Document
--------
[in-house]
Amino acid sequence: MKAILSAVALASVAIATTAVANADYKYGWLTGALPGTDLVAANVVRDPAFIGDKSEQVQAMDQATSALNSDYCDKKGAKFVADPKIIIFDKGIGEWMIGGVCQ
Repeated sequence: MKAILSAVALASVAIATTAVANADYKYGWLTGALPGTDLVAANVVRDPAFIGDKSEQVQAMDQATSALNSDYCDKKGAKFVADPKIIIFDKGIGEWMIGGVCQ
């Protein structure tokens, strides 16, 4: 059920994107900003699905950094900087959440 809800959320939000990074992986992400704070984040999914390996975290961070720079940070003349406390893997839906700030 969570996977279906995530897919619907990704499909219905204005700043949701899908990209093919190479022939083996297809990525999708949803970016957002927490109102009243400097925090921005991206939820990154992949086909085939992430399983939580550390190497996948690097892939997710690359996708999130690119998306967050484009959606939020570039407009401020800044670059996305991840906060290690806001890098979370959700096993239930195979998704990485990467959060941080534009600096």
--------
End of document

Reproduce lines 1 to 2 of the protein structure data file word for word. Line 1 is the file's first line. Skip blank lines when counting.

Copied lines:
[in-house]
Amino acid sequence: MKAILSAVALASVAIATTAVANADYKYGWLTGALPGTDLVAANVVRDPAFIGDKSEQVQAMDQATSALNSDYCDKKGAKFVADPKIIIFDKGIGEWMIGGVCQ